Two Fashion Plates for November
The day before Thanksgiving here in the US, I know I will be busy and suspect many of my visitors will be as well. So, rather than a lengthy blog, here are two lovely gowns from November fashion magazines during the Regency for your viewing pleasure.
This first fashion plate is an Evening Dress from Lady’s Magazine No. 11 dated November 1814.
Fashion plates were the portal to the fashion world for someone who wanted to know the latest styles in 1814. The young woman is seated on a chair with her feet on a footrest. She is bent over slightly, as if looking at her fan. She wears a white dress with an empire waistline, which is tied with a green ribbon. The scalloped hem is short enough to reveal a longer, pale green underskirt embellished with pink roses. Her Greek-inspired hair has pink and green decorations.
This second fashion plate is a Morning Dress from The Mirror of the Graces, or the English Lady’s Costume, London by B. Crosby and Co. dated November 1811.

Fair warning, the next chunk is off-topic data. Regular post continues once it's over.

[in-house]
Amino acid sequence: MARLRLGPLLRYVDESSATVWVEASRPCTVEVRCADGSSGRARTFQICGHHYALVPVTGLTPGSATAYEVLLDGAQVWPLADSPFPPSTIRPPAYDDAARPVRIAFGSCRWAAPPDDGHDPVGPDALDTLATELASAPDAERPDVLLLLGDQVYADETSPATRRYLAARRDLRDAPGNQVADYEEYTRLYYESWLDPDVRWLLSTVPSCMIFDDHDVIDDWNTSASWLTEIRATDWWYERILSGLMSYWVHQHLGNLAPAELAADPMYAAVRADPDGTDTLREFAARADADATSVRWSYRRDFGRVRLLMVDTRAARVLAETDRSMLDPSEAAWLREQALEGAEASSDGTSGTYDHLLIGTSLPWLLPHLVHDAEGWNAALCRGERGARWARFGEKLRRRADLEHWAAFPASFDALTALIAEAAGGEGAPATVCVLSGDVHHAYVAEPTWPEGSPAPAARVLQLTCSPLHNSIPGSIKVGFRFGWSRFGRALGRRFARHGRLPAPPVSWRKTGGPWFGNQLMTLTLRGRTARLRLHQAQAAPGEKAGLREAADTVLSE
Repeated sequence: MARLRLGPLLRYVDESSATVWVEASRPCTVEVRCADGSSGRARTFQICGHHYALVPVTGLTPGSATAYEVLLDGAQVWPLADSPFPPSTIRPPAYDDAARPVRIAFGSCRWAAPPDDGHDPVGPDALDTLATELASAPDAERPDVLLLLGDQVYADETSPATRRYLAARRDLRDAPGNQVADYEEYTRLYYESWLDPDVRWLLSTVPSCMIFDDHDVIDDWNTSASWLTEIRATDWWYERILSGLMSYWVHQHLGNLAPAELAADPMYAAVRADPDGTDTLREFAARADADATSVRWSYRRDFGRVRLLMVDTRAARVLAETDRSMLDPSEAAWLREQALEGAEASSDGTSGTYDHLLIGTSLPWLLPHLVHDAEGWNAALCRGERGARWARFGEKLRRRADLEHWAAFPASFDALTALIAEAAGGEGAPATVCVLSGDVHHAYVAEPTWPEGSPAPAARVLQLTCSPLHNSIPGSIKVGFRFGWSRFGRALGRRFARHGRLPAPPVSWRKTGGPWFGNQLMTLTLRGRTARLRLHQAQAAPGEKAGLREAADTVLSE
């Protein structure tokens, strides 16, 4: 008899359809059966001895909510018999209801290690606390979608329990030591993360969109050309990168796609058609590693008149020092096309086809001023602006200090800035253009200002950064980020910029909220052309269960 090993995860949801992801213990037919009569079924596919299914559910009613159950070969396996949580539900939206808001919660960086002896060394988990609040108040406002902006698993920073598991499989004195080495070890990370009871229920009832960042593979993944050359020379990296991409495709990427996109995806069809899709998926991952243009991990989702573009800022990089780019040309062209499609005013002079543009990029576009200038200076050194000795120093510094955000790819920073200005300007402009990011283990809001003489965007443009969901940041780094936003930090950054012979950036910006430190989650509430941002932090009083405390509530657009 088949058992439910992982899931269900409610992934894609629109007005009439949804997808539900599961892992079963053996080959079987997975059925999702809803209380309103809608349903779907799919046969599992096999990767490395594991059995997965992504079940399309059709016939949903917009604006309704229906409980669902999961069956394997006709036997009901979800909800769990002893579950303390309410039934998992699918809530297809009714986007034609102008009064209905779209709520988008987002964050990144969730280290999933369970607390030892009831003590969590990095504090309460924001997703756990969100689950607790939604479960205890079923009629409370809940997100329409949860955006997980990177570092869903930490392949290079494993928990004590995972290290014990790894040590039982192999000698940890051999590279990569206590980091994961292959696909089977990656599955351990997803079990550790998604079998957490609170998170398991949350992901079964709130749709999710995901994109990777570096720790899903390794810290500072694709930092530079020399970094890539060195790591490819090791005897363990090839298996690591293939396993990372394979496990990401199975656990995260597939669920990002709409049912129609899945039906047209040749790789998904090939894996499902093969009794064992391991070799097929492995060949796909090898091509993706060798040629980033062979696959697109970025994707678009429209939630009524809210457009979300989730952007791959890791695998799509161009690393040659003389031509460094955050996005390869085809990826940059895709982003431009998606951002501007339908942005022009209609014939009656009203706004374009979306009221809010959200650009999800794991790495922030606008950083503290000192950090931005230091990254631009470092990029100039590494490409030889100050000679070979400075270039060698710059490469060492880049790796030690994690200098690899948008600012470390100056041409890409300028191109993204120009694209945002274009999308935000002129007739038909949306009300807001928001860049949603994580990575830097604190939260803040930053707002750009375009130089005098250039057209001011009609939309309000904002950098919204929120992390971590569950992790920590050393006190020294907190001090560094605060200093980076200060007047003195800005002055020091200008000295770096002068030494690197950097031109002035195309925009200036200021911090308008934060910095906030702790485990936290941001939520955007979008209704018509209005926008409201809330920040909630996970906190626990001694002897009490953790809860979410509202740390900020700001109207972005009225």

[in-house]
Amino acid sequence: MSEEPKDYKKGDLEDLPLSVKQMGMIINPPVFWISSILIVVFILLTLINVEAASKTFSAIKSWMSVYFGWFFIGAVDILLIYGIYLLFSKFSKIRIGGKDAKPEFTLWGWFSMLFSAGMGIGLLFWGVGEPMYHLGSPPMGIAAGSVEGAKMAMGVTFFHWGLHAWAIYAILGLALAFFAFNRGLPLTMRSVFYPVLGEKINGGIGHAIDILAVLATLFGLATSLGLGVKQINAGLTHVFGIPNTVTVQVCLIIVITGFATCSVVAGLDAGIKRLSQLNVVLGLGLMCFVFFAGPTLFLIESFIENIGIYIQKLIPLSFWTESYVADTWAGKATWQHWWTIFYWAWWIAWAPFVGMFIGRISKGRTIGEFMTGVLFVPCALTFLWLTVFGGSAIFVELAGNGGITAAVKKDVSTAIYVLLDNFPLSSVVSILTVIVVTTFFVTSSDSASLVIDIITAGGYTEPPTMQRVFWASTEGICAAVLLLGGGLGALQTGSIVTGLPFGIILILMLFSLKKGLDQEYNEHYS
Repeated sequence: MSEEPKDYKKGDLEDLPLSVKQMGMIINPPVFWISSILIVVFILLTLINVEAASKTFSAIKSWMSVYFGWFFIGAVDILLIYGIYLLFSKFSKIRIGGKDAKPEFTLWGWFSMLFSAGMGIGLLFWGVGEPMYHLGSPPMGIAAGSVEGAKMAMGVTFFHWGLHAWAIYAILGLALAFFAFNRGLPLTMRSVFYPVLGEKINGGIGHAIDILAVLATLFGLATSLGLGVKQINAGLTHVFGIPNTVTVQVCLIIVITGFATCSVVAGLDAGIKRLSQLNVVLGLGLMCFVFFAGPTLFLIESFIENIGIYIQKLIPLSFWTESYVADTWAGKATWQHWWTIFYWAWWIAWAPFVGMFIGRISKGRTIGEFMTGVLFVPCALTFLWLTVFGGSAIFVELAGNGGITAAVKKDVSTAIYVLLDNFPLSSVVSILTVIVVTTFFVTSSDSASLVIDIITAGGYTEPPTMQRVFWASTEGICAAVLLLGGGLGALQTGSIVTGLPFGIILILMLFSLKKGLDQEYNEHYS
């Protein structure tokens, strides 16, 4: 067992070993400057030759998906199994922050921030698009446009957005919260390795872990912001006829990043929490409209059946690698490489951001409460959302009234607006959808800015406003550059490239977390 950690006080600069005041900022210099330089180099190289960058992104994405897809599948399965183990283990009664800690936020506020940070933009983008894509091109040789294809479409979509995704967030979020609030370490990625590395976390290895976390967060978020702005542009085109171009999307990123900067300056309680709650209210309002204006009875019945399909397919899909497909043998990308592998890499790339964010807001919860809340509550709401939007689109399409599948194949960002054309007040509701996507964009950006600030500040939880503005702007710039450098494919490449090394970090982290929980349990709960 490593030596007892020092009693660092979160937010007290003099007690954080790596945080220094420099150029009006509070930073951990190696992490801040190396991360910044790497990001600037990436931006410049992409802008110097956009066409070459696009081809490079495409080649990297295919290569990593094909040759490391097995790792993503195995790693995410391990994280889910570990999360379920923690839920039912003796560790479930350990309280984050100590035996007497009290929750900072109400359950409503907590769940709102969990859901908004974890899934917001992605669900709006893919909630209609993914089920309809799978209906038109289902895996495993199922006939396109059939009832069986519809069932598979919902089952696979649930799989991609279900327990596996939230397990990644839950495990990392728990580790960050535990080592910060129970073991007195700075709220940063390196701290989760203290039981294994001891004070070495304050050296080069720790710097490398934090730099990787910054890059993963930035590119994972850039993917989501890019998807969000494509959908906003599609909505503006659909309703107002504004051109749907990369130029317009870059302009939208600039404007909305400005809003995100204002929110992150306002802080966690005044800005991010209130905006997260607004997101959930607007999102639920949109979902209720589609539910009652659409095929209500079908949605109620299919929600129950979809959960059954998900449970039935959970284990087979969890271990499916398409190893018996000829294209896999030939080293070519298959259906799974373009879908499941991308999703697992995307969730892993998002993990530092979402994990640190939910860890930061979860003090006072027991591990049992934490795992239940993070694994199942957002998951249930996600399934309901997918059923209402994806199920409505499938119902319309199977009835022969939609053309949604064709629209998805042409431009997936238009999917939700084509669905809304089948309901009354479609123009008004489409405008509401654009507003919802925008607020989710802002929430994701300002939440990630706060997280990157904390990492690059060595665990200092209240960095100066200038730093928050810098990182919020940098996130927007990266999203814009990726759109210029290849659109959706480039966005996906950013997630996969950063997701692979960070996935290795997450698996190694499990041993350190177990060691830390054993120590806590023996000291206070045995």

By the early nineteenth century, fashion plates were a popular medium to display the “artistic, historical, moral, and aesthetic feeling of their time” (Ginsberg 2005, p. 66). They also kept women up to date on current fashions. This plate illustrates a morning dress, designed to be worn from early morning until around noon, depending on a woman’s social commitments for the day. Women were to be covered from the throat down, gradually showing more skin as the day wore on. The ensemble consists of a high-waisted white dress, possibly India muslin, worn under a yellow pelisse with Brandenburg closures. The coat features a white collar and Van Dyke trim at the hem and sleeve cuffs. The matching turban-like bonnet is trimmed with white feathers.
Brandenbourg closure: From the 18th century onwards, a trimming of transverse cording and tassel in the military style used on clothing of both genders. Derived from a Brandenbourg overcoat, a long loose coat for winter wear that was trimmed with cord and fastened with “frogs”, that is loops and frog-buttons. See examples to the right.
Van Dyke trim: An edge deeply cut into sharp points. Named after Sir Anthony Van Dyck, a 17th-century Flemish painter (and popular portraitist for British royalty and the upper crust), who was known for painting elaborate V-shaped lace collars and scalloped edges on both his male and female sitters. The pointed vandyke beard was named after him.